Asking yourself to stop eating out, or to get accustomed to small portions simply wouldn’t be realistic. The less sustainable your nutrition plan is in the long term, the smaller chances are that you’ll be able to keep away the weight you lost.
So what can you do?
The recipe for successful weight management is understanding what you can give up, and what you can’t.
If your social life revolves around dining out multiple times per week and you enjoy it, you don’t have to give it up completely. You can consider it as a must in your life, as long as you don’t go to all-you-can-eat sushi buffets every day!
Now that you figured out the enjoyable food moments you don’t want to abandon, you have to find the ones where you can make concessions. Something has to change because remember: old habits = old you.
There are a lot of ways to “compensate” for those nice food moments: you can increase your physical activity, eat less on certain days, or mix the two… A good approach is always one you can sustain.
Here’s a high impact & low hassle approach that worked for me.
The 36 hours weekly water fast
If some people can’t keep their weight off, in most cases it means that they didn’t manage to keep their caloric intake in check and they tend to eat too much. Old habits die hard, and especially the pleasure coming from a satisfying meal. In my experience, the hardest thing about this is forgetting that feeling of being full and getting used to less satiety.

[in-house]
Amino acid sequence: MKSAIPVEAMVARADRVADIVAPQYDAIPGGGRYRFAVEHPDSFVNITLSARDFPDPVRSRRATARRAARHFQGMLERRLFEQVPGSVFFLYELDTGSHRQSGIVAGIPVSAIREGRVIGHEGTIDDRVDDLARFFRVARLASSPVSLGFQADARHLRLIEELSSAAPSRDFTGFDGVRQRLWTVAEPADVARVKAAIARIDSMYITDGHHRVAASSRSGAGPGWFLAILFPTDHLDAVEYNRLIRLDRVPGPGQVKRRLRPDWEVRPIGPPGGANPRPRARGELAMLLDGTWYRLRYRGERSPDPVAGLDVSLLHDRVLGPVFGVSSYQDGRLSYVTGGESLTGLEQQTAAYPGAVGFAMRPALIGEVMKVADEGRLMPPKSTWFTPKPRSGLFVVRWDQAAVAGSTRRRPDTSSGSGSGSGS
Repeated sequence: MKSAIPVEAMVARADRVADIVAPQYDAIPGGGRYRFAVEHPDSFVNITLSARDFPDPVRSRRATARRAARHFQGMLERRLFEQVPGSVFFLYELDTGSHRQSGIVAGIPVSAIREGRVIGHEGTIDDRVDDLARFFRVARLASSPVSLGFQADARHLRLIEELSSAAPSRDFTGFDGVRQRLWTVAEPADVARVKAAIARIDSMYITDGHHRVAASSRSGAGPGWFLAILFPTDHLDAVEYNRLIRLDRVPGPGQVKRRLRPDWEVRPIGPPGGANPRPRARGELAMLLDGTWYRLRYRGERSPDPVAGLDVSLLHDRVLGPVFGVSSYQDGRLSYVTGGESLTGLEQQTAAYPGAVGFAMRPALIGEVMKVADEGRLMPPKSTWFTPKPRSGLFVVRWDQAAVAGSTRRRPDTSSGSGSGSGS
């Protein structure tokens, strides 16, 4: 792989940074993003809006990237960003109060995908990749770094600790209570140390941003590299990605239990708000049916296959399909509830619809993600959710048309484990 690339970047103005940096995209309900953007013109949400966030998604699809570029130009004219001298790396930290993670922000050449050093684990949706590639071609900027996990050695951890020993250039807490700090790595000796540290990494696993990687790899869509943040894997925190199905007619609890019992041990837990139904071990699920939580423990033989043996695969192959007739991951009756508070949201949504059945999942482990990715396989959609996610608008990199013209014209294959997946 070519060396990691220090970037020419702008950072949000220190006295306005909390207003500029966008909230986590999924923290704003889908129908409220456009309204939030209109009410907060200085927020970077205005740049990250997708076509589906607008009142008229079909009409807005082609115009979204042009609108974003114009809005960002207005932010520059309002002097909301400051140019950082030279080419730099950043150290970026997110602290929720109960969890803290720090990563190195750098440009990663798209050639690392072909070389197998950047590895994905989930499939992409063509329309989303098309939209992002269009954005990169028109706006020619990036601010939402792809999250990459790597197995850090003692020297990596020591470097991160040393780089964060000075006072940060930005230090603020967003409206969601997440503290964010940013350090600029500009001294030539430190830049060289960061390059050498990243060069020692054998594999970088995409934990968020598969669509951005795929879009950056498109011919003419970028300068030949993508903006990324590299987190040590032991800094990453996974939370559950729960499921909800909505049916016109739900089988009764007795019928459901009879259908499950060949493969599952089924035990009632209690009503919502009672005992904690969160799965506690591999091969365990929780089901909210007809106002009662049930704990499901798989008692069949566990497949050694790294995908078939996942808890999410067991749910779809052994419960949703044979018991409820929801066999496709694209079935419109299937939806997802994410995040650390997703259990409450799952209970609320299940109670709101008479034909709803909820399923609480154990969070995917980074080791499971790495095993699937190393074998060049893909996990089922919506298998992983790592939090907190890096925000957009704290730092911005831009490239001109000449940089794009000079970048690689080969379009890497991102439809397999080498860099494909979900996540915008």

When the motivation and the excitement of losing weight are gone, you’re left with having to continue with good habits and this can quickly become depressing.
As paradoxical as it may appear for a lot of people eating no food for a day is easier than eating a little bit of food.
Let’s say that before losing fat you could maintain your weight with 2800 calories per day, and after losing fat you maintain it with 2300 calories. Eating 2300 calories every day sucks when you got used to getting 2800 for years.
If you start the 36 hours weekly water fast (also called Monk Fast), in other words, you pick one day of the week when you don’t consume any food, it creates a weekly deficit of 2300 calories. When you add this to six other days of the week, it leaves you with almost 2700 calories per day.
This way, you get back the essential feeling of having enough food, and that’s a game-changer!